It's LOUD now

Discussion in 'FAQs' started by msh, Jul 29, 2002.

  1. msh

    msh Member

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    I've installed the track using the traditional cork roadbed, and running trains didn't seem too loud for me. But after ballasting and removing the nails, the noise seems to have increased dramatically - especially the metal wheels. What's the deal? I've never heard that ballasting the track made the trains run louder than before it was done!
  2. Gary Pfeil

    Gary Pfeil Active Member

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    I think it is the glue used to bond the ballast which increased the noise. What is the cork roadbed supported on?

    Gary
  3. msh

    msh Member

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    Prior to ballasting it is attached to the subroadbed, AKA the 5/8" plywood, with white glue... in a few places where redesign took place, with track nails. Then the track is nailed to the cork. After ballasting is done, using white glue as SO many have written about, the nails are removed from the track.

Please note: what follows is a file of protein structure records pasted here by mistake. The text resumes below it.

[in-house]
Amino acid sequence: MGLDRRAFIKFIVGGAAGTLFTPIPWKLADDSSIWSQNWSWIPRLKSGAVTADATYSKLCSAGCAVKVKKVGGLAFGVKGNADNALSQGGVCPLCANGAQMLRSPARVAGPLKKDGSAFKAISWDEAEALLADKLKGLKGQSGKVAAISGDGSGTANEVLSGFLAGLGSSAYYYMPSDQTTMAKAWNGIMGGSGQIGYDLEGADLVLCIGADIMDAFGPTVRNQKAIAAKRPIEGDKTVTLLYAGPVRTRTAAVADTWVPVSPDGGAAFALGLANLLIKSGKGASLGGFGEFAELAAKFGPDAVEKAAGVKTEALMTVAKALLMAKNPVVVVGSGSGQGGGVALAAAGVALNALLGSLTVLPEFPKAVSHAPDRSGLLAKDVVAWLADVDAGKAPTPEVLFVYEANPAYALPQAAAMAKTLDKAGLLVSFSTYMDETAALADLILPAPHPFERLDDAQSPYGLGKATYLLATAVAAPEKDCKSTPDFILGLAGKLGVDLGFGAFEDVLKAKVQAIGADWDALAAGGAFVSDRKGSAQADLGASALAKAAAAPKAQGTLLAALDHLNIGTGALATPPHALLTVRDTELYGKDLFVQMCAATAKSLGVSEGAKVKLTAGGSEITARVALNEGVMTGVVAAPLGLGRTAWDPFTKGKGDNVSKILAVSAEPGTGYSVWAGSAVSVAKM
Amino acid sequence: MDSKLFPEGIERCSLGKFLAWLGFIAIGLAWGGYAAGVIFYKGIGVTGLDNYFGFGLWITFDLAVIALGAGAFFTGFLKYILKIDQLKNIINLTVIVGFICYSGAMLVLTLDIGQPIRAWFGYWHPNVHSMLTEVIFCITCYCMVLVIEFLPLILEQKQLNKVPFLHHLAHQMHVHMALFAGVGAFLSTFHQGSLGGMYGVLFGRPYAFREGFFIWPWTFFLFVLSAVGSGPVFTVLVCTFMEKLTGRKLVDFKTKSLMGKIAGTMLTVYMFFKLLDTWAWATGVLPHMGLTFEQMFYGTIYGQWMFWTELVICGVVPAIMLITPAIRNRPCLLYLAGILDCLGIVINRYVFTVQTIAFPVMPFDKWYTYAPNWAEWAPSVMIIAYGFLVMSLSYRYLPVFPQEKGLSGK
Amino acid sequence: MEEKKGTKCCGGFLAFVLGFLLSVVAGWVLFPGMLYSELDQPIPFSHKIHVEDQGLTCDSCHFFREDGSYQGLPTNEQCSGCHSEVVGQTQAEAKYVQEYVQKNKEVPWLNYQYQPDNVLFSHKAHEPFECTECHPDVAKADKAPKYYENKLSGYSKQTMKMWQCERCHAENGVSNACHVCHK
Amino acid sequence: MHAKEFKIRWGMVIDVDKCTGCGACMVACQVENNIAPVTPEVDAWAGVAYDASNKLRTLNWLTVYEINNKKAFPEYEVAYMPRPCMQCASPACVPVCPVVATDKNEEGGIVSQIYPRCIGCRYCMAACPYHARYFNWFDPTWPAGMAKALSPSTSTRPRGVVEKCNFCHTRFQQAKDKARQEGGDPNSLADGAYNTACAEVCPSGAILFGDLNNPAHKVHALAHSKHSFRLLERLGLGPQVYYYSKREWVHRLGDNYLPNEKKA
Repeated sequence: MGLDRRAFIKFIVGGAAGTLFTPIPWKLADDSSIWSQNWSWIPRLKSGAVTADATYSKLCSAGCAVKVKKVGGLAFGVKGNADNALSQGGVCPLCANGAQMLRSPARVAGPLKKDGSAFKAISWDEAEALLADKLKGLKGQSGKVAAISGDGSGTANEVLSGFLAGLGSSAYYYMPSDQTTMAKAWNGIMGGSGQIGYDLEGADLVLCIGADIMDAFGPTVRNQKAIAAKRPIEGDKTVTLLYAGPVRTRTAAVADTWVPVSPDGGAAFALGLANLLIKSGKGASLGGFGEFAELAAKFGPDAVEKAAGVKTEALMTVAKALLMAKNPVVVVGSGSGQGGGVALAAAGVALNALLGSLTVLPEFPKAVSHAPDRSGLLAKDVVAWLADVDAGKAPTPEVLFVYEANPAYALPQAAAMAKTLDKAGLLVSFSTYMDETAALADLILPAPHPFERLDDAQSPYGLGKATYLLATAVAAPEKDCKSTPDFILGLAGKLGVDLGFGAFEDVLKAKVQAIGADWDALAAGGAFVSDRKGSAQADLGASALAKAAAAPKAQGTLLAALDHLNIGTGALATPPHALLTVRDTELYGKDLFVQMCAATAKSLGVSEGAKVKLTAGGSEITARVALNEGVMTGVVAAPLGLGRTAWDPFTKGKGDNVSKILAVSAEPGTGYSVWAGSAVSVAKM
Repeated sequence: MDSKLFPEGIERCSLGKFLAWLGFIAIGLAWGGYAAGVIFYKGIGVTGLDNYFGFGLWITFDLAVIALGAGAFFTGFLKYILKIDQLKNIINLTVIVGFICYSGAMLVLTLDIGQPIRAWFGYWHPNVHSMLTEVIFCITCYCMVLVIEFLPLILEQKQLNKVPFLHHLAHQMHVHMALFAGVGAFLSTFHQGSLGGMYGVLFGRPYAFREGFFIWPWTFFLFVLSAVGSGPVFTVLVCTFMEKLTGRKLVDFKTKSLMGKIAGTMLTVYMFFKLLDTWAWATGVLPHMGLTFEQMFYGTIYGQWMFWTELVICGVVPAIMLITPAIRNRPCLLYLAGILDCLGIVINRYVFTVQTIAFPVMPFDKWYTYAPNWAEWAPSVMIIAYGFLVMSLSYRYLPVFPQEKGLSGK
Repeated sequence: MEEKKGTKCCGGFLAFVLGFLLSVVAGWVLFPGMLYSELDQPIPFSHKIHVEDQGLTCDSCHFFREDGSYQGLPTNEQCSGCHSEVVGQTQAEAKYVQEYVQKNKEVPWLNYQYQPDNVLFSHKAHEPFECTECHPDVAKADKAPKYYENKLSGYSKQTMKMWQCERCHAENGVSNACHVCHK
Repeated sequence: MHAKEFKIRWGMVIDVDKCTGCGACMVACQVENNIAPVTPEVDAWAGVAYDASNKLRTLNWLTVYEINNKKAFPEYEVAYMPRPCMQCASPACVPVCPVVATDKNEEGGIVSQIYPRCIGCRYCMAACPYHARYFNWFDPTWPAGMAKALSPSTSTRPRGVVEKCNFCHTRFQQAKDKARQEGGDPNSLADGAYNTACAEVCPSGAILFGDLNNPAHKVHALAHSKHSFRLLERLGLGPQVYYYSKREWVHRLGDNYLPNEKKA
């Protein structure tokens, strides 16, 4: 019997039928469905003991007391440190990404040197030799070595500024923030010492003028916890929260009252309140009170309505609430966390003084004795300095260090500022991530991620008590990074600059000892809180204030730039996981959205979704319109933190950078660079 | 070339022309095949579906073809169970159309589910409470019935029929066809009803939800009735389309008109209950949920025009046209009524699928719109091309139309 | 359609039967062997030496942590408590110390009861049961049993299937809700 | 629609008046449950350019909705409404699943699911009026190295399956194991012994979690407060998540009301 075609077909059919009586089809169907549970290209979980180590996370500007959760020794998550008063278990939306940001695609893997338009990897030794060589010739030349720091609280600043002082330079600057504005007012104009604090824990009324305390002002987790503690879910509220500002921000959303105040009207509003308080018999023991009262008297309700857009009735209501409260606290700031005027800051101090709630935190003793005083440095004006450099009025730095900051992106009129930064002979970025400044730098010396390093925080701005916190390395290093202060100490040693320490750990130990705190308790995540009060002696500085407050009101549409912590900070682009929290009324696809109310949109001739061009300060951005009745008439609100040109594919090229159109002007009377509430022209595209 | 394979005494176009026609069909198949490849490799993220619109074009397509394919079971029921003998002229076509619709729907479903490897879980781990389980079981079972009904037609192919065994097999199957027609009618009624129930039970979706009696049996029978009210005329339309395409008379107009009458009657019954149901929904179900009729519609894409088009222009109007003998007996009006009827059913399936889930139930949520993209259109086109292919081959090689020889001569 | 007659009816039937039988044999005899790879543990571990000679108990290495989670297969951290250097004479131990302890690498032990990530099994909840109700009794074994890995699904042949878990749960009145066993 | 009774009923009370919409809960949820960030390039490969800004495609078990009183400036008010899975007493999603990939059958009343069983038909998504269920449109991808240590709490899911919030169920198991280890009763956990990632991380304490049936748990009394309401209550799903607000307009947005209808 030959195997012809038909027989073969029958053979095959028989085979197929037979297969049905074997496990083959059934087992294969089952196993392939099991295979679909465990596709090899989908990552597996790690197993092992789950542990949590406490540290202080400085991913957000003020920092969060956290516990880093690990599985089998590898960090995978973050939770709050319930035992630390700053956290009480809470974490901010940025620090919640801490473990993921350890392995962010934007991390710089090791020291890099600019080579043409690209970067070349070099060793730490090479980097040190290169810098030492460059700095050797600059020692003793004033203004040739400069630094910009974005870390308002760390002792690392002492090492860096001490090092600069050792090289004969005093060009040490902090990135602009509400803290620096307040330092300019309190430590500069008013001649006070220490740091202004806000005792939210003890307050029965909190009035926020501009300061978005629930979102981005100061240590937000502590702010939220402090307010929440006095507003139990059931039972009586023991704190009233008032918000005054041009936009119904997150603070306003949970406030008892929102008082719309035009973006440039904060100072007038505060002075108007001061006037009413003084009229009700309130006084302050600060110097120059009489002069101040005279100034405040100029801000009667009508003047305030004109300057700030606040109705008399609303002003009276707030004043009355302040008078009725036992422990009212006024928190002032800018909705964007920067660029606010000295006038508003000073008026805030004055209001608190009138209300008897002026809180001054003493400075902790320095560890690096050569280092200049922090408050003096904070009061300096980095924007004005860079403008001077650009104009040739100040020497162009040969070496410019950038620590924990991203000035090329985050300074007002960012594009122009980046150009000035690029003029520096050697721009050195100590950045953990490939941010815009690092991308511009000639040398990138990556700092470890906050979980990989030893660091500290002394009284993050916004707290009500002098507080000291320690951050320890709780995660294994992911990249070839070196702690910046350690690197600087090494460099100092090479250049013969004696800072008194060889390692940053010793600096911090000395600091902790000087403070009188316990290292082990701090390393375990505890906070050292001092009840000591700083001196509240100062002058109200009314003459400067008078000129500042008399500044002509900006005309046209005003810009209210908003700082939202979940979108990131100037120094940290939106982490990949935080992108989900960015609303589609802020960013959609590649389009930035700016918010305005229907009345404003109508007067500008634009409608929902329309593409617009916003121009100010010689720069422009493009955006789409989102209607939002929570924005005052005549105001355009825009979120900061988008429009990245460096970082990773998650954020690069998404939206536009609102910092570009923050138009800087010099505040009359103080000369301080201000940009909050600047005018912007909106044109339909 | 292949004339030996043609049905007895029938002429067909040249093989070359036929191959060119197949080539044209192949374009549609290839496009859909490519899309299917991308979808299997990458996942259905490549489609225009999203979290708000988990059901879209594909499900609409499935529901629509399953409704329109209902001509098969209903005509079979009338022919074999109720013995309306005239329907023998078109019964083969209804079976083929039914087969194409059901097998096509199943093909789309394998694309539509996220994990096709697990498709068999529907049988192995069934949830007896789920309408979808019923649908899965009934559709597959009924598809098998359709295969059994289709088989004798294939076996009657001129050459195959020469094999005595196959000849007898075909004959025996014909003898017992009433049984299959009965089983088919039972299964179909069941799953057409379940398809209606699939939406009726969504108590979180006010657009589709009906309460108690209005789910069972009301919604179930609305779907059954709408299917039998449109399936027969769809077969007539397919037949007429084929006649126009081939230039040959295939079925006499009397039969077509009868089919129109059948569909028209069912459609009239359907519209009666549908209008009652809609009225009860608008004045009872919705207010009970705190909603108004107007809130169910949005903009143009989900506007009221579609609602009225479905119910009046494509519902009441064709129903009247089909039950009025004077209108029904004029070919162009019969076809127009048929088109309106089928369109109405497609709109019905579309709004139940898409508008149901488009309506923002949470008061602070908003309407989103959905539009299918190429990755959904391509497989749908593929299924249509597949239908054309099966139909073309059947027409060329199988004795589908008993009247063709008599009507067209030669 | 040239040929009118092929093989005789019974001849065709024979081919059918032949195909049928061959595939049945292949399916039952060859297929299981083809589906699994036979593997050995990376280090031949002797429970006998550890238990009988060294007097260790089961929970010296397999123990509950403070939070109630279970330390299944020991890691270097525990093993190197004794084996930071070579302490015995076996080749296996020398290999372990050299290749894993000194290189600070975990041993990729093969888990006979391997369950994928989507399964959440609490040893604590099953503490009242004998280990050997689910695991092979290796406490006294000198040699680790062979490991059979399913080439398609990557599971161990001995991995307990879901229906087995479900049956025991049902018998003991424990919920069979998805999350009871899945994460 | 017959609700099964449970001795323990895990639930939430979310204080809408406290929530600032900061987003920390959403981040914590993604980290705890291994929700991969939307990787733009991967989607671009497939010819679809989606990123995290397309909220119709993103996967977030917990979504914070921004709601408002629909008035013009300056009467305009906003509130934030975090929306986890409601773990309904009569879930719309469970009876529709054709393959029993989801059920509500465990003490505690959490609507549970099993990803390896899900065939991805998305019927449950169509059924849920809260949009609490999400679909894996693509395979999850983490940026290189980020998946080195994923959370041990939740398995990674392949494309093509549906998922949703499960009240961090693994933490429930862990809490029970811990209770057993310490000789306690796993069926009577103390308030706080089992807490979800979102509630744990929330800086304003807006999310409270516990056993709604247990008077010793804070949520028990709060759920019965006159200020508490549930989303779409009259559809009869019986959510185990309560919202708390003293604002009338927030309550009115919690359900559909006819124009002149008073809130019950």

I'm just going to have to deal with the racket, 'cause I'm NOT about to un-do all the work I've done and start all over again.
  4. Roger Hensley

    Roger Hensley Member

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    I have heard that white glue can be louder when used to ballast.
    I originally used John's powered glue mixed in with the ballast. But I now use Solomon's Sobo white craft glue thinned our and with a drop of detergent. Why Sobo? Because it remains slightly flexible. This translates into a little less noise.

    I never had a problem with John's, but it is easier for me to get Sobo at a local craft store when I need more.
  5. shamus

    shamus Registered Member

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    Msh, your 5/8" plywood is Acting like a sound board seeing as you have now attached the track/cork together (In effect) sitting on top of the 5/8" plywood. I use on top of my 1/2" board 1/2" insulation board, then the track is set on this.

    Shamus
    [​IMG]
  6. Vic

    Vic Active Member

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    Noise